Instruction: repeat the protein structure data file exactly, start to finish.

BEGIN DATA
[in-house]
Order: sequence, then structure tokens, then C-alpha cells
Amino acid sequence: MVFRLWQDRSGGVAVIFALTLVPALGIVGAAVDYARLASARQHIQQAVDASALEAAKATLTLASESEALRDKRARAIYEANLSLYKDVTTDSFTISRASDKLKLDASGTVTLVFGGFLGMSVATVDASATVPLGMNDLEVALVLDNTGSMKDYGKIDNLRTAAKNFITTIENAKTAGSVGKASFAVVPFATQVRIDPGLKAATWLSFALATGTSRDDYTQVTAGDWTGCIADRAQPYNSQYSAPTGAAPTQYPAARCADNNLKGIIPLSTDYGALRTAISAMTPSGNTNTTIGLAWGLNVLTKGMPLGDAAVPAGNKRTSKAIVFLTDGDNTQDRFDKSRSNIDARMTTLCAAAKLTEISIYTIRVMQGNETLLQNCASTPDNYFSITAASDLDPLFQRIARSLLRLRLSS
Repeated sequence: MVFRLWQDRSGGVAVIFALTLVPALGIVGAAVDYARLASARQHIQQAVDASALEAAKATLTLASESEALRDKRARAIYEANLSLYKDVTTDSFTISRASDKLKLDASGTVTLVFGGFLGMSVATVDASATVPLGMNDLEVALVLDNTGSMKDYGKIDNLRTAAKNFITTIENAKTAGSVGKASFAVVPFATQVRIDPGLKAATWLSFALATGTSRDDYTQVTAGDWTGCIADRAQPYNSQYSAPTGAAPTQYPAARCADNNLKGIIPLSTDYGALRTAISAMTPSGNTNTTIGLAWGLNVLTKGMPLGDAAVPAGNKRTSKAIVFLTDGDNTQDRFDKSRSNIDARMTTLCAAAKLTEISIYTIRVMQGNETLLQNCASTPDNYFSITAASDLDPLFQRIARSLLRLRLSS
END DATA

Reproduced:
[in-house]
Order: sequence, then structure tokens, then C-alpha cells
Amino acid sequence: MVFRLWQDRSGGVAVIFALTLVPALGIVGAAVDYARLASARQHIQQAVDASALEAAKATLTLASESEALRDKRARAIYEANLSLYKDVTTDSFTISRASDKLKLDASGTVTLVFGGFLGMSVATVDASATVPLGMNDLEVALVLDNTGSMKDYGKIDNLRTAAKNFITTIENAKTAGSVGKASFAVVPFATQVRIDPGLKAATWLSFALATGTSRDDYTQVTAGDWTGCIADRAQPYNSQYSAPTGAAPTQYPAARCADNNLKGIIPLSTDYGALRTAISAMTPSGNTNTTIGLAWGLNVLTKGMPLGDAAVPAGNKRTSKAIVFLTDGDNTQDRFDKSRSNIDARMTTLCAAAKLTEISIYTIRVMQGNETLLQNCASTPDNYFSITAASDLDPLFQRIARSLLRLRLSS
Repeated sequence: MVFRLWQDRSGGVAVIFALTLVPALGIVGAAVDYARLASARQHIQQAVDASALEAAKATLTLASESEALRDKRARAIYEANLSLYKDVTTDSFTISRASDKLKLDASGTVTLVFGGFLGMSVATVDASATVPLGMNDLEVALVLDNTGSMKDYGKIDNLRTAAKNFITTIENAKTAGSVGKASFAVVPFATQVRIDPGLKAATWLSFALATGTSRDDYTQVTAGDWTGCIADRAQPYNSQYSAPTGAAPTQYPAARCADNNLKGIIPLSTDYGALRTAISAMTPSGNTNTTIGLAWGLNVLTKGMPLGDAAVPAGNKRTSKAIVFLTDGDNTQDRFDKSRSNIDARMTTLCAAAKLTEISIYTIRVMQGNETLLQNCASTPDNYFSITAASDLDPLFQRIARSLLRLRLSS